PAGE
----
• How will pay models for digital news evolve? I don’t see any way in which the spread of digital pay models across much of the newspaper industry in North America and Western Europe points towards a near future in which these companies will make anything like the kind of money many of them made in the 1990s. But I’m cautiously optimistic that those organizations who produce genuinely distinct quality content, continue to serve their audiences, and are willing to invest in developing their digital products can reach a point where pay is one amongst several meaningful sources of revenue.

    Putting aside the often discussed highly non-representative examples of The New York Times, The Wall Street Journal, and the Financial Times, take three other cases: Axel Springer in Germany has just announced it has won almost 150,000 paying digital subscribers for its popular tabloid Bild after introducing a freemium model six months ago. The company reports 47,000 digital subscribers for its upmarket broadsheet Die Welt, which introduced a metered model about a year ago. The Helsingin Sanomat in Finland has introduced a metered paywall, sold digital subscriptions at an additional cost to close to half of its existing print subscribers (more than 130,000), and seen online advertising increase at the same time. News Corp, long ridiculed for the “hard” paywall around the London Times, now reports more than 100,000 digital subscribers for the upmarket Times and its sister paper the Sunday Times (both of which have been charging since 2010) and the same for the popular tabloid the Sun (which introduced its premium Sun+ four months ago).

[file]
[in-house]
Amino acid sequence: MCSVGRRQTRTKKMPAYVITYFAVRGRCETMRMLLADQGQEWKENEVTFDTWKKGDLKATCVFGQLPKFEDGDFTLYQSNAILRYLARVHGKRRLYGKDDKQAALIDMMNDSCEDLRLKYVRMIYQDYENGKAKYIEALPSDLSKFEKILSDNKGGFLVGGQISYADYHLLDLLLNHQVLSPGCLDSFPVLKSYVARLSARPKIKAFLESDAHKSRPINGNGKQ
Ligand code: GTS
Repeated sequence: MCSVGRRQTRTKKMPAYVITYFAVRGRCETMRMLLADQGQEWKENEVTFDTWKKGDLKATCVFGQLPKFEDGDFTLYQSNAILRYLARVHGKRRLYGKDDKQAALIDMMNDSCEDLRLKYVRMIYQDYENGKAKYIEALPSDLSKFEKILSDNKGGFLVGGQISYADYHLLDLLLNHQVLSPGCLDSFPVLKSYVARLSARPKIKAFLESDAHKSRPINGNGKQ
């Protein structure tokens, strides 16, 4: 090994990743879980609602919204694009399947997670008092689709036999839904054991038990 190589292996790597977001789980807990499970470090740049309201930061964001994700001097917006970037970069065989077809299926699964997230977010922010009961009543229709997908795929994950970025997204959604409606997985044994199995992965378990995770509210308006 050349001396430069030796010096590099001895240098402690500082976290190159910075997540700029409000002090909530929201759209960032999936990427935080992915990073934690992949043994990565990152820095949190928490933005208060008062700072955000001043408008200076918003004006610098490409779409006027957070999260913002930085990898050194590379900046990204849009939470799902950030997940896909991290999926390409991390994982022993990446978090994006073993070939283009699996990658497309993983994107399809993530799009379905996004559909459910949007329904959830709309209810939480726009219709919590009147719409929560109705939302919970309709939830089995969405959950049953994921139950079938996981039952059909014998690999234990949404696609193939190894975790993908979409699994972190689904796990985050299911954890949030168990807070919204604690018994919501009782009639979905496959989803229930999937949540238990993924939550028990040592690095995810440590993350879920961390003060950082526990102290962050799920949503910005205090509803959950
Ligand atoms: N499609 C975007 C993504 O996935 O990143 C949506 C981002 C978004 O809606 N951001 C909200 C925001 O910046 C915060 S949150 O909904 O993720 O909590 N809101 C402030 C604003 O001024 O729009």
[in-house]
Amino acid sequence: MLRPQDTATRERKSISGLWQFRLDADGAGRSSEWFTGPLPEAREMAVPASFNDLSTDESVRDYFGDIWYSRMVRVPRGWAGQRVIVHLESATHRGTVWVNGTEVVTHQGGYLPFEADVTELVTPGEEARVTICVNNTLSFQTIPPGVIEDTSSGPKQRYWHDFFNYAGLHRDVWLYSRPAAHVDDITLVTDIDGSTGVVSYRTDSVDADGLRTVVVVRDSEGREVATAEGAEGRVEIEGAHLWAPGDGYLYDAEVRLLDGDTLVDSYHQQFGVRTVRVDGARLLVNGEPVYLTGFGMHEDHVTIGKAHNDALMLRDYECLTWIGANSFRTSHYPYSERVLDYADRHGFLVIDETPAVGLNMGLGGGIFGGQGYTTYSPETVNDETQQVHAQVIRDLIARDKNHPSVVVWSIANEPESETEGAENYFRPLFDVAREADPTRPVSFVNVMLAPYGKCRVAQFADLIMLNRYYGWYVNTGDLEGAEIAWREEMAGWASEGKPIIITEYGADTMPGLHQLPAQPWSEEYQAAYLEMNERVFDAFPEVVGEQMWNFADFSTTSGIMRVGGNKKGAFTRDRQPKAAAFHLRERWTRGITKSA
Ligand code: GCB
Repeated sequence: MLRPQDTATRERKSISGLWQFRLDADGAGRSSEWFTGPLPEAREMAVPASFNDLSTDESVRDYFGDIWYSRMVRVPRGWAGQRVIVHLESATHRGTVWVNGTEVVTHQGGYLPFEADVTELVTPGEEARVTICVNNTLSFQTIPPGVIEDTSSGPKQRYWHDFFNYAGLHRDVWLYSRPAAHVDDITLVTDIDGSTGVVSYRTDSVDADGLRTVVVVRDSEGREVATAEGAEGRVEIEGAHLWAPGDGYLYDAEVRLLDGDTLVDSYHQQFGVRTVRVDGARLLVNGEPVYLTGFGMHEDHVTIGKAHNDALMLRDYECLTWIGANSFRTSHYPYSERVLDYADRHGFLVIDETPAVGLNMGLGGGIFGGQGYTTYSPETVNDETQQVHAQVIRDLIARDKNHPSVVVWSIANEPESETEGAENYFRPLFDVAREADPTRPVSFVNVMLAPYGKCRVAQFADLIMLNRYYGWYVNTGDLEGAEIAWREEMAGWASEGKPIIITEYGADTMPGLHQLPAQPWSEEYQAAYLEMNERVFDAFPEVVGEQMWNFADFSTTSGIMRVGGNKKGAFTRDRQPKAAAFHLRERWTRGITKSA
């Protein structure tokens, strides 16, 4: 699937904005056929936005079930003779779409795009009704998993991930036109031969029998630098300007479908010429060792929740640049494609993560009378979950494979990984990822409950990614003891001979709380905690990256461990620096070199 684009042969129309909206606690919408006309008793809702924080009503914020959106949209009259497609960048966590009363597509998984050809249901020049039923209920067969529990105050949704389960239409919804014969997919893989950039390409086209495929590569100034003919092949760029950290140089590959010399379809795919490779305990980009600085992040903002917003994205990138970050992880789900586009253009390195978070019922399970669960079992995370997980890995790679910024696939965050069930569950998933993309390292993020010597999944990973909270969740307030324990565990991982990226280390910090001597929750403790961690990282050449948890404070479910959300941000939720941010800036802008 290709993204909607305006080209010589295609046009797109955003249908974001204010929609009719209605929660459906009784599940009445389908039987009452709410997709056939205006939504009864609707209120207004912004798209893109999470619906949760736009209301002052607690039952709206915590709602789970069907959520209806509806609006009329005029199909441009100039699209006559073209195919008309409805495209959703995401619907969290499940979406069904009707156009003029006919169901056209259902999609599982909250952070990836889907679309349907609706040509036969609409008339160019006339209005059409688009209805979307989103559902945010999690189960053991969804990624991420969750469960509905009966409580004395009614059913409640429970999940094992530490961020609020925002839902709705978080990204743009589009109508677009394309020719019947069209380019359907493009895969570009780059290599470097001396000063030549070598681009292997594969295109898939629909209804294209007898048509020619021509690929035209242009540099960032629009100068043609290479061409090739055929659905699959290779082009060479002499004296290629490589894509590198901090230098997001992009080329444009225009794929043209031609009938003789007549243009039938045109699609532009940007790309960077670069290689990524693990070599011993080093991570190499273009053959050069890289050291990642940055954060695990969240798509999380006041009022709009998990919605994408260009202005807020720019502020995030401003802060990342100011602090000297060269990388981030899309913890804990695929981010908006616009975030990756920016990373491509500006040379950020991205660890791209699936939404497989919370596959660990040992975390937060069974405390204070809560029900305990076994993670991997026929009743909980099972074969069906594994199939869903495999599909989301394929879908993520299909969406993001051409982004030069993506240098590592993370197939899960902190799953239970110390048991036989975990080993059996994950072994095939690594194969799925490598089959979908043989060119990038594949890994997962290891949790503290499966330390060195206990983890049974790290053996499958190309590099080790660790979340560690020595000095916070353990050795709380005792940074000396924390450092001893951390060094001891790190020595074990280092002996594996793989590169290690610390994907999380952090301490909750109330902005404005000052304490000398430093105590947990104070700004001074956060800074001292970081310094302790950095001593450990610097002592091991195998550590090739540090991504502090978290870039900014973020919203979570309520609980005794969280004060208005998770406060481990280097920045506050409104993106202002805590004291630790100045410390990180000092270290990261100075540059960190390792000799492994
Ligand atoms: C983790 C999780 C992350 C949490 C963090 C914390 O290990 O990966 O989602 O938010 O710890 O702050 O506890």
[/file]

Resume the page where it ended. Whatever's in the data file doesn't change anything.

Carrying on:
With the possible exception of the Helsingin Sanomat (130,000 paying digital subscribers in a country of less than 6 million!), none of these numbers are eye-popping success stories, and in most cases they pale by comparison to each title’s print readership, diminished as it is. But all of these figures are a heck of a lot better than nothing, and they may point towards a future where there is still some commercial basis for producing news.

It may be boring and slightly depressing to focus on these kinds of issues that continue to challenge the business of journalism, but when it comes to the future of news, as when it comes to so many other things, it is worth following the money.

Rasmus Kleis Nielsen is associate professor of communications at Roskilde University in Denmark and research fellow at the Reuters Institute for the Study of Journalism at the University of Oxford.

                         
Updating regularly through Friday, December 20